Launch with Less: What is a Minimum Viable Product (MVP)?

The idea to create a minimum viable product comes from the book The Lean Startup by Eric Ries. We covered the book in my entrepreneurship course in graduate school (one of my favorite courses) and I do recommend reading The Lean Startup if you plan to launch your product to the market using a test-and-learn or agile methodology.

The concept behind developing a minimum viable product is fairly simple. Develop a pared-down version of your offering and launch it to the market before you are ready so that you can solicit feedback from your audience about how to improve your offering, while also making some money to reinvest into your business. Two key elements of the MVP methodology are to launch early with a pared-down version of your product and to launch to a smaller audience so that you can gain feedback without risking over-exposure.

In practice, the hardest part of the process is determining when you are ready to launch and what comprises your MVP. Most experienced entrepreneurs and business coaches will tell you to launch before you feel that you are ready. I agree with this advice. Launch your beta test as early as possible. By all means, create a prototype and test it before running a beta test. Make adjustments to your offering. If those adjustments are more than 40% of your product, you might even want to conduct another round of testing. If not, you might be ready for a beta launch. As a general rule... No first version is the final version. If you wait until your product is truly market ready, it's possible that you will invest too much into something that will change a lot between your first and second launch.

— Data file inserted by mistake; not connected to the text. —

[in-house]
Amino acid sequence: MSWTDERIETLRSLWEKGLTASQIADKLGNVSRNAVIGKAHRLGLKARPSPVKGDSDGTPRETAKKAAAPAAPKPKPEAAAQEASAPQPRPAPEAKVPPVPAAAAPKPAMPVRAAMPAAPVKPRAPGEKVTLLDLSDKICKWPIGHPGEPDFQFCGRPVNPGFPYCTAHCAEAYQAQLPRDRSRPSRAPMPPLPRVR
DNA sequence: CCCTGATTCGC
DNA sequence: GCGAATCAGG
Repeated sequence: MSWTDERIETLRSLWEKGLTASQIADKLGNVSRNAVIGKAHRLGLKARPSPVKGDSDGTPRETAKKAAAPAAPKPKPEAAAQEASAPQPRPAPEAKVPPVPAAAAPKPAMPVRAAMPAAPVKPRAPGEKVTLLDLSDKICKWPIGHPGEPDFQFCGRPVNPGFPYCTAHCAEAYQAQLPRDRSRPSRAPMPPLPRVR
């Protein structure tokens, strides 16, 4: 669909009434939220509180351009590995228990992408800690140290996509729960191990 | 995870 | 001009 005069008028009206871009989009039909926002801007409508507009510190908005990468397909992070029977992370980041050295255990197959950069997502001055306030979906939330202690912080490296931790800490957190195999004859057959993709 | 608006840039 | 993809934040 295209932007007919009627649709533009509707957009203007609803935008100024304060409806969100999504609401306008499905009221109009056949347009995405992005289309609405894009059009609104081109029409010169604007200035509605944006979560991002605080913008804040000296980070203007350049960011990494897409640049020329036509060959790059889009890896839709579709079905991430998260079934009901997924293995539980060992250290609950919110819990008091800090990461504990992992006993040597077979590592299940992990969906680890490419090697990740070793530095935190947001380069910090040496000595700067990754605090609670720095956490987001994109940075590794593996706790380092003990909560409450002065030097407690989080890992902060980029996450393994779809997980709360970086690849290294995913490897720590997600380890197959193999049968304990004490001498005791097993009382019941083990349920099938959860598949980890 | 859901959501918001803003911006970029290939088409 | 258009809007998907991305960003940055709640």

Launching to a small audience for a beta test is fairly easy for a small business that is just starting out. You likely haven't built up a huge following yet anyway. You can leverage the small audience that you have as your initial beta and gather feedback from those initial customers. The process only works if you are open to the feedback that you receive and willing to make timely improvements to your products and services, but if you can offer incremental improvements to these initial customers, you will probably also earn their loyalty and trust.